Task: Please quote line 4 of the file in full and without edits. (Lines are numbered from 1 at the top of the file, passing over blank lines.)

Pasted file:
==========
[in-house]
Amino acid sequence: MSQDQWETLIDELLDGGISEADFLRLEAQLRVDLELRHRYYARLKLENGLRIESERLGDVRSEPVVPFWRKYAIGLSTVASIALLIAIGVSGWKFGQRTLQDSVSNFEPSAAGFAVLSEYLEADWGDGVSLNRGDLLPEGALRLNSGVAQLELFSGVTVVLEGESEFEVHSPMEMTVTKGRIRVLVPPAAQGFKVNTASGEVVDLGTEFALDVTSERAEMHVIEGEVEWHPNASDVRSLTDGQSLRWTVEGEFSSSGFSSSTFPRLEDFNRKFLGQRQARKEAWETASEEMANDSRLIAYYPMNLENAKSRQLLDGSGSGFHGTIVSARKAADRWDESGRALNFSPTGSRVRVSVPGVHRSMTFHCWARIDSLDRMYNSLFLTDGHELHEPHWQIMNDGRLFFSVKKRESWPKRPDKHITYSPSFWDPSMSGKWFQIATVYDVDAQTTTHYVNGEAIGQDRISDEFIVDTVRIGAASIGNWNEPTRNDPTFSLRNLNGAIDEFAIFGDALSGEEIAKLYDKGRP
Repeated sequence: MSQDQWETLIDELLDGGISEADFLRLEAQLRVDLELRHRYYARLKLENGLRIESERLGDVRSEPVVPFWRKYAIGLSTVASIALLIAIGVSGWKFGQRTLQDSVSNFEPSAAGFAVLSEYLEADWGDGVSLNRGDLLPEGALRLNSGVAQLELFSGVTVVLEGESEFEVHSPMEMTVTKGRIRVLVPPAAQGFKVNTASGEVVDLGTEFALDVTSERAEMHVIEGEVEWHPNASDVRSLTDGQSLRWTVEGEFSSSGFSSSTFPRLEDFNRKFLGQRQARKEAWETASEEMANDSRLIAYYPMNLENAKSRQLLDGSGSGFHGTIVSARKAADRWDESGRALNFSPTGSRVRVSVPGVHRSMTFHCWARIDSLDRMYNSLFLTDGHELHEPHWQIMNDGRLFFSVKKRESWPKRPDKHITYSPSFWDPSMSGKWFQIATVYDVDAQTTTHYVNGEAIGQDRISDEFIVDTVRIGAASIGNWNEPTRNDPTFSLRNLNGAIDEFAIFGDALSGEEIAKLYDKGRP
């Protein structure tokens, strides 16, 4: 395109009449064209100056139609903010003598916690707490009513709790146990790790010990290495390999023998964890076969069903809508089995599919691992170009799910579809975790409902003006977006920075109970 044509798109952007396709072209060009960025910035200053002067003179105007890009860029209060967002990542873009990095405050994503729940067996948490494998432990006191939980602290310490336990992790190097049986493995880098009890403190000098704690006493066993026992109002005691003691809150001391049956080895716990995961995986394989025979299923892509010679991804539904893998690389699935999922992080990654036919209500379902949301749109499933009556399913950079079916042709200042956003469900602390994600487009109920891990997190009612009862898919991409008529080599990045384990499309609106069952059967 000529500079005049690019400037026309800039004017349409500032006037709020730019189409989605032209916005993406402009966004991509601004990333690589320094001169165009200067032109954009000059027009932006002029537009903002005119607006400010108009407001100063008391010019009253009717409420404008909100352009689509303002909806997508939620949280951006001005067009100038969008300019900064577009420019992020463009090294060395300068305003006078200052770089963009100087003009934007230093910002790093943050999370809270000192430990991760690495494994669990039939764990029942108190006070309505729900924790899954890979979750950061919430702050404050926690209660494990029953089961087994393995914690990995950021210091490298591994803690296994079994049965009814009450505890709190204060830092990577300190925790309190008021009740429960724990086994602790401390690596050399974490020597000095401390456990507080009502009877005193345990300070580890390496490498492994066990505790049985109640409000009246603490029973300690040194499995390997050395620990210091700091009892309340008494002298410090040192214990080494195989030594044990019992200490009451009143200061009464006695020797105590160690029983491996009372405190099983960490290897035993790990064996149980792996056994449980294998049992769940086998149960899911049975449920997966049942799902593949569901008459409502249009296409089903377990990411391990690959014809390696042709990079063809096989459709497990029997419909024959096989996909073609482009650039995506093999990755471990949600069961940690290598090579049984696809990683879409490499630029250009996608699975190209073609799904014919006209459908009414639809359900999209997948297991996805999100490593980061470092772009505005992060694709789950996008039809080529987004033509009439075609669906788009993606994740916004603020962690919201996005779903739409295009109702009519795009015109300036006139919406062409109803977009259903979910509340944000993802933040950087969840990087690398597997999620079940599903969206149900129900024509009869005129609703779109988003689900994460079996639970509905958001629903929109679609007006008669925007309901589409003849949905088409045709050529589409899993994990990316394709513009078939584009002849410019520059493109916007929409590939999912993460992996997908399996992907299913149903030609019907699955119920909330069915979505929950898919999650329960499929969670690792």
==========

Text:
């Protein structure tokens, strides 16, 4: 395109009449064209100056139609903010003598916690707490009513709790146990790790010990290495390999023998964890076969069903809508089995599919691992170009799910579809975790409902003006977006920075109970 044509798109952007396709072209060009960025910035200053002067003179105007890009860029209060967002990542873009990095405050994503729940067996948490494998432990006191939980602290310490336990992790190097049986493995880098009890403190000098704690006493066993026992109002005691003691809150001391049956080895716990995961995986394989025979299923892509010679991804539904893998690389699935999922992080990654036919209500379902949301749109499933009556399913950079079916042709200042956003469900602390994600487009109920891990997190009612009862898919991409008529080599990045384990499309609106069952059967 000529500079005049690019400037026309800039004017349409500032006037709020730019189409989605032209916005993406402009966004991509601004990333690589320094001169165009200067032109954009000059027009932006002029537009903002005119607006400010108009407001100063008391010019009253009717409420404008909100352009689509303002909806997508939620949280951006001005067009100038969008300019900064577009420019992020463009090294060395300068305003006078200052770089963009100087003009934007230093910002790093943050999370809270000192430990991760690495494994669990039939764990029942108190006070309505729900924790899954890979979750950061919430702050404050926690209660494990029953089961087994393995914690990995950021210091490298591994803690296994079994049965009814009450505890709190204060830092990577300190925790309190008021009740429960724990086994602790401390690596050399974490020597000095401390456990507080009502009877005193345990300070580890390496490498492994066990505790049985109640409000009246603490029973300690040194499995390997050395620990210091700091009892309340008494002298410090040192214990080494195989030594044990019992200490009451009143200061009464006695020797105590160690029983491996009372405190099983960490290897035993790990064996149980792996056994449980294998049992769940086998149960899911049975449920997966049942799902593949569901008459409502249009296409089903377990990411391990690959014809390696042709990079063809096989459709497990029997419909024959096989996909073609482009650039995506093999990755471990949600069961940690290598090579049984696809990683879409490499630029250009996608699975190209073609799904014919006209459908009414639809359900999209997948297991996805999100490593980061470092772009505005992060694709789950996008039809080529987004033509009439075609669906788009993606994740916004603020962690919201996005779903739409295009109702009519795009015109300036006139919406062409109803977009259903979910509340944000993802933040950087969840990087690398597997999620079940599903969206149900129900024509009869005129609703779109988003689900994460079996639970509905958001629903929109679609007006008669925007309901589409003849949905088409045709050529589409899993994990990316394709513009078939584009002849410019520059493109916007929409590939999912993460992996997908399996992907299913149903030609019907699955119920909330069915979505929950898919999650329960499929969670690792």